Step away from the KD
Overcoming mageirocophobia (the fear of cooking)
The tales of mealtime disasters are abundant and absurd. Anything from watching the babysitter try to make eggs in the toaster, attempting chocolate chip cookies in the microwave, or having your friend’s mom burn down her own kitchen — three times.
These disasters need not be your own tales of kitchen catastrophes.
With a little bit of guidance, confidence and some experience, it is possible to whip up easy and delicious recipes, even if you have no experience past the microwave and the toaster oven.
Terrified of the kitchen?
Get some help. Talk to a friend or family member that can give you a crash-course in the culinary arts. If these potential bonding moments end up in shame and hurt feelings more than learning experiences, take a class.
Chinook Learning Services also offers 2-4 week evening and weekend programs at a reasonable price, depending on what you desire to learn. Amy Omelusik has been instructing the cuisine-challenged for 10 years there.
“I think everyone has had cooking disasters,” she said. “When I teach my cooking classes I actually encourage the students that if they are going to make a mistake, to make it there, because then I can help them figure out how to fix it and what to do different.”
Omelusik stressed that her cooking classes are nothing like Gordon’s Ramsay’s Hell’s Kitchen.
“I can’t even stand watching his cooking shows,” she said. “To me, the most important thing is people walking away being able to use those skills to keep them out of McDonald’s.”
Start From Scratch is an alternative program that offers free courses to MRU and U of C students, but the demand is high, so sign up and cross your fingers.
Picking a meal
It is important to find something you actually want to cook. To the Internet, my friends! Websites like allrecipies.com and supercook.com are great places to start.
Make sure you pick something that is within your range of skills, or something that doesn’t require more time than you have. Sure, baking bread is awesome, but only if you have time to run home in between classes and knead it at the appropriate times. Otherwise you might have a dough-disaster. Trust me on this one.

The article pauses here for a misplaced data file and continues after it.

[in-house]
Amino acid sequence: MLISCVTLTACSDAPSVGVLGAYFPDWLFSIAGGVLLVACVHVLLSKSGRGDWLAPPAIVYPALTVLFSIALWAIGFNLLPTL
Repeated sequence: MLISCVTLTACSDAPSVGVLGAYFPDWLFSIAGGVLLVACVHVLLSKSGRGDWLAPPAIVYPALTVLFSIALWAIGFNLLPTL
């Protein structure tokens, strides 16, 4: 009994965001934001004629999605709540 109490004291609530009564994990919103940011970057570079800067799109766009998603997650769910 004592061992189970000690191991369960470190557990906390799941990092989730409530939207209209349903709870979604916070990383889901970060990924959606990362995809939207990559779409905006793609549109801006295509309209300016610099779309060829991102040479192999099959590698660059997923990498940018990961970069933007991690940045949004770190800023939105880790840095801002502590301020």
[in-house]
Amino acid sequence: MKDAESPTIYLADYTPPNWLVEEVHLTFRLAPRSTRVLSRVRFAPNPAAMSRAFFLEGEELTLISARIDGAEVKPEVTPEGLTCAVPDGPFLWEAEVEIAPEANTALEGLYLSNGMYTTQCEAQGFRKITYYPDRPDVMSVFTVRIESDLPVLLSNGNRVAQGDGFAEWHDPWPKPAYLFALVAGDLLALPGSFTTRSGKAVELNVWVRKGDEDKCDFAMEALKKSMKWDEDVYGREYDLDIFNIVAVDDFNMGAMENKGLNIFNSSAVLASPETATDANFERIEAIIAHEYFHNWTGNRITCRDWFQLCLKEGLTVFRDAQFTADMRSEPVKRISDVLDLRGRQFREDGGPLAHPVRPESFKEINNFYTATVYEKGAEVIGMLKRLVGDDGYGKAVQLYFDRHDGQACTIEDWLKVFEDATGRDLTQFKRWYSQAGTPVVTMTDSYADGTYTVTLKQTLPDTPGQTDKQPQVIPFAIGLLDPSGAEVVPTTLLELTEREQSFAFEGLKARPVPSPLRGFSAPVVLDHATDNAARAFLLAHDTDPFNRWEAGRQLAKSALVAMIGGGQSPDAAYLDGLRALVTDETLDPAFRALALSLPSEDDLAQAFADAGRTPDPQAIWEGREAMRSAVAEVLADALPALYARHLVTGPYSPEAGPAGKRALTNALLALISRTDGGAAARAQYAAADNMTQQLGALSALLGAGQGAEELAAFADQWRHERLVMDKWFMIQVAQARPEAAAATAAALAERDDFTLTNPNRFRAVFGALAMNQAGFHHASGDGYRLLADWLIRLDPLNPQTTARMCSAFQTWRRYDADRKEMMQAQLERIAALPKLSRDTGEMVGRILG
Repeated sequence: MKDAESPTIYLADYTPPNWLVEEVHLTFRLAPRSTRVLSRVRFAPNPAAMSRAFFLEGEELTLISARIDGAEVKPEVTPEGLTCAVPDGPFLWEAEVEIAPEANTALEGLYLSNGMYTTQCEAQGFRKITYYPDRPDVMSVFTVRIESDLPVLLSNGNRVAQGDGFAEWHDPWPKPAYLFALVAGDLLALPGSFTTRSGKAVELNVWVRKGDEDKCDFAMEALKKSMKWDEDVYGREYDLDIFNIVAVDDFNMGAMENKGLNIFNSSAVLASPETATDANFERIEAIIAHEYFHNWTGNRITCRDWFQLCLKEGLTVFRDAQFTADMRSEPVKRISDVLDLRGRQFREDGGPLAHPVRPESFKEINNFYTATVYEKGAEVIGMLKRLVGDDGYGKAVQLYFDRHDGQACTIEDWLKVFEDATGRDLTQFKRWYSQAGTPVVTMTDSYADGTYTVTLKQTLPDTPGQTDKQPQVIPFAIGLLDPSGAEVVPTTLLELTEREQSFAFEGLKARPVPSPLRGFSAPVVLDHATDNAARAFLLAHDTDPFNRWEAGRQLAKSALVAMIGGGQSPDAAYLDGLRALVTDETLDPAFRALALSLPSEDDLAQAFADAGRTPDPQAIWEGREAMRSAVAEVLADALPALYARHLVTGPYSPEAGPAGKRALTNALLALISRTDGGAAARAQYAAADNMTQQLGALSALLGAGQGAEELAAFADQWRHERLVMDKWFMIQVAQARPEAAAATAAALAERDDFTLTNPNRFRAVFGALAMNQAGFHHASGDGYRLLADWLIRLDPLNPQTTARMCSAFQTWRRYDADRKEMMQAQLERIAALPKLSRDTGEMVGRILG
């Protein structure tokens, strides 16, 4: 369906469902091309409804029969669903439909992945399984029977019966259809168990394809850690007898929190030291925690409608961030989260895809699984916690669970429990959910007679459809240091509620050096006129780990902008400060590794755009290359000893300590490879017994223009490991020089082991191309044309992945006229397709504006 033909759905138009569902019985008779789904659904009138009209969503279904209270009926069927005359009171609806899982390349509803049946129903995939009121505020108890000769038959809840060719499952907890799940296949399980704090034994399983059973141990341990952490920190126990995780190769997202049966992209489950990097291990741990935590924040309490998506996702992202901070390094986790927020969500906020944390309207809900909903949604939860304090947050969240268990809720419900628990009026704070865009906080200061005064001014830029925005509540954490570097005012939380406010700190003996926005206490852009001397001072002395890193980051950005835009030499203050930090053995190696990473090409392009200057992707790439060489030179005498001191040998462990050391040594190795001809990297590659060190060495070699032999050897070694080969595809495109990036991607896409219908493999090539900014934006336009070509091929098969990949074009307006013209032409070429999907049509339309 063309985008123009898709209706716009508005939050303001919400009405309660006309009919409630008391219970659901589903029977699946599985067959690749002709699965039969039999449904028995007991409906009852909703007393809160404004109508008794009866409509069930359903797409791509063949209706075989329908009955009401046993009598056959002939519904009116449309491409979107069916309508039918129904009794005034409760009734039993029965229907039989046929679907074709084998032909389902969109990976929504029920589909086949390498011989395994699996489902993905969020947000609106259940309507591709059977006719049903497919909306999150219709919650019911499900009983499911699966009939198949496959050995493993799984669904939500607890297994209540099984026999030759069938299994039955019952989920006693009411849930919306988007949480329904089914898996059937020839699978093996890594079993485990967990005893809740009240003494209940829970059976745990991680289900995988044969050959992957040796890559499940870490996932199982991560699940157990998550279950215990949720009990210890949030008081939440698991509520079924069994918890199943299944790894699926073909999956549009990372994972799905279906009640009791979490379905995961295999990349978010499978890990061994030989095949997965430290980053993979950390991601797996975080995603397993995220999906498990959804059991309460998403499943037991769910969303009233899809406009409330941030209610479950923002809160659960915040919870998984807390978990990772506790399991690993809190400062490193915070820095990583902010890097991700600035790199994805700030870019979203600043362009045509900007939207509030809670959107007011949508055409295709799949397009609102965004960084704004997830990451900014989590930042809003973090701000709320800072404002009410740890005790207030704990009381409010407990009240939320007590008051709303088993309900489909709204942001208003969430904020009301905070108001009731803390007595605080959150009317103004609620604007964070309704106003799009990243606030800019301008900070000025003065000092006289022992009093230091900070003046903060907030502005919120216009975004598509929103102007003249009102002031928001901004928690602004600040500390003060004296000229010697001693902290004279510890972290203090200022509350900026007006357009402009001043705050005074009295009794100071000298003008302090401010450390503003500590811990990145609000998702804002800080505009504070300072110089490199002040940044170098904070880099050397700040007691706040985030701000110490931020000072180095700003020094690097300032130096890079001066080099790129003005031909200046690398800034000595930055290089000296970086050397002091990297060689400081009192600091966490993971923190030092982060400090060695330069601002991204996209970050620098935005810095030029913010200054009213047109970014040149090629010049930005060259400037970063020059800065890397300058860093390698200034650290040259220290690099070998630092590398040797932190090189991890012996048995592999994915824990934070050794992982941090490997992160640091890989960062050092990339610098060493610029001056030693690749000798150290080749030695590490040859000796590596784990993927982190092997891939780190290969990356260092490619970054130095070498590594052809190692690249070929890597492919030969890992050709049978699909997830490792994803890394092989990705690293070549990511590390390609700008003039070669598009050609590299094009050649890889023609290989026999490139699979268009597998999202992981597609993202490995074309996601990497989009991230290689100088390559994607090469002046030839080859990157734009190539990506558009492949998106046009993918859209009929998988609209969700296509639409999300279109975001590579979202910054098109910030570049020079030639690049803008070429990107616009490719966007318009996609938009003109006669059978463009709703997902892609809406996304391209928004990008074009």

By signing up to All Recipes, you can save your recipes, adjust meal sizes and create grocery lists. There are fabulous photos and suggestions from other users on variations.
Supercook.com has a little bit of a different approach to cooking. Type in the ingredients you have kicking around your place, and Supercook offers you recipe awesomeness that you will be able to make without going to the grocery store.
It also features recipes that require only one or two ingredients that you have not listed. Prosciutto-wrapped asparagus? Yes please!
Rule number one of going to the supermarket: Don’t go hungry. It is easier to buy things that are instant and unhealthy when hungry. Plan your trips after you have eaten.
Rule number two: Make a list. Don’t just wing it, chances are good you’ll forget something vital to your meal of awesomeness, only to remember when you are on the bus ride home. By that time, you are not going to want to turn around and head back for that bunch of fresh cilantro.